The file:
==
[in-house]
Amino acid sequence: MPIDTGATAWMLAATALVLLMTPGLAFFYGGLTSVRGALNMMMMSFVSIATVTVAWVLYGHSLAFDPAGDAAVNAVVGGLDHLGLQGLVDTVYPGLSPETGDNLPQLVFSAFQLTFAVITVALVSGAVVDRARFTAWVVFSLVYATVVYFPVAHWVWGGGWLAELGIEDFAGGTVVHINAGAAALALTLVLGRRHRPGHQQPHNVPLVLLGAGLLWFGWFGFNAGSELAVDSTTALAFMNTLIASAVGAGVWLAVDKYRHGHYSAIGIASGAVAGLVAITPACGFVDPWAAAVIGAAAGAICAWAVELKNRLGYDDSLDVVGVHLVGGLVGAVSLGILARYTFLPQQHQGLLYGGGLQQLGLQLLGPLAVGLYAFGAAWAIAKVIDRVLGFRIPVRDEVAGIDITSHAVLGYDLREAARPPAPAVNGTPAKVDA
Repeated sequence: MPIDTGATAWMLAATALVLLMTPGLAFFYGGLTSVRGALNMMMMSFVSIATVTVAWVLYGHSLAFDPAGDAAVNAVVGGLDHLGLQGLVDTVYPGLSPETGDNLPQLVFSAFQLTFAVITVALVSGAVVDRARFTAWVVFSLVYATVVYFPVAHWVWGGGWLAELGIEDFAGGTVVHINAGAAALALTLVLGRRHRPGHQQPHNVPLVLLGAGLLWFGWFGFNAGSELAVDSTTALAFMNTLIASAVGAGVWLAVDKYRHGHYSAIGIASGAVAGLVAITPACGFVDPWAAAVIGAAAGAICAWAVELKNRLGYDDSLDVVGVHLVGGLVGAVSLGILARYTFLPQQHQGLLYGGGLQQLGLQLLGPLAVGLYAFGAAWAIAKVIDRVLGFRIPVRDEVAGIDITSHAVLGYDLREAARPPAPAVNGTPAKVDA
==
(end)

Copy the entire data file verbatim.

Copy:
[in-house]
Amino acid sequence: MPIDTGATAWMLAATALVLLMTPGLAFFYGGLTSVRGALNMMMMSFVSIATVTVAWVLYGHSLAFDPAGDAAVNAVVGGLDHLGLQGLVDTVYPGLSPETGDNLPQLVFSAFQLTFAVITVALVSGAVVDRARFTAWVVFSLVYATVVYFPVAHWVWGGGWLAELGIEDFAGGTVVHINAGAAALALTLVLGRRHRPGHQQPHNVPLVLLGAGLLWFGWFGFNAGSELAVDSTTALAFMNTLIASAVGAGVWLAVDKYRHGHYSAIGIASGAVAGLVAITPACGFVDPWAAAVIGAAAGAICAWAVELKNRLGYDDSLDVVGVHLVGGLVGAVSLGILARYTFLPQQHQGLLYGGGLQQLGLQLLGPLAVGLYAFGAAWAIAKVIDRVLGFRIPVRDEVAGIDITSHAVLGYDLREAARPPAPAVNGTPAKVDA
Repeated sequence: MPIDTGATAWMLAATALVLLMTPGLAFFYGGLTSVRGALNMMMMSFVSIATVTVAWVLYGHSLAFDPAGDAAVNAVVGGLDHLGLQGLVDTVYPGLSPETGDNLPQLVFSAFQLTFAVITVALVSGAVVDRARFTAWVVFSLVYATVVYFPVAHWVWGGGWLAELGIEDFAGGTVVHINAGAAALALTLVLGRRHRPGHQQPHNVPLVLLGAGLLWFGWFGFNAGSELAVDSTTALAFMNTLIASAVGAGVWLAVDKYRHGHYSAIGIASGAVAGLVAITPACGFVDPWAAAVIGAAAGAICAWAVELKNRLGYDDSLDVVGVHLVGGLVGAVSLGILARYTFLPQQHQGLLYGGGLQQLGLQLLGPLAVGLYAFGAAWAIAKVIDRVLGFRIPVRDEVAGIDITSHAVLGYDLREAARPPAPAVNGTPAKVDA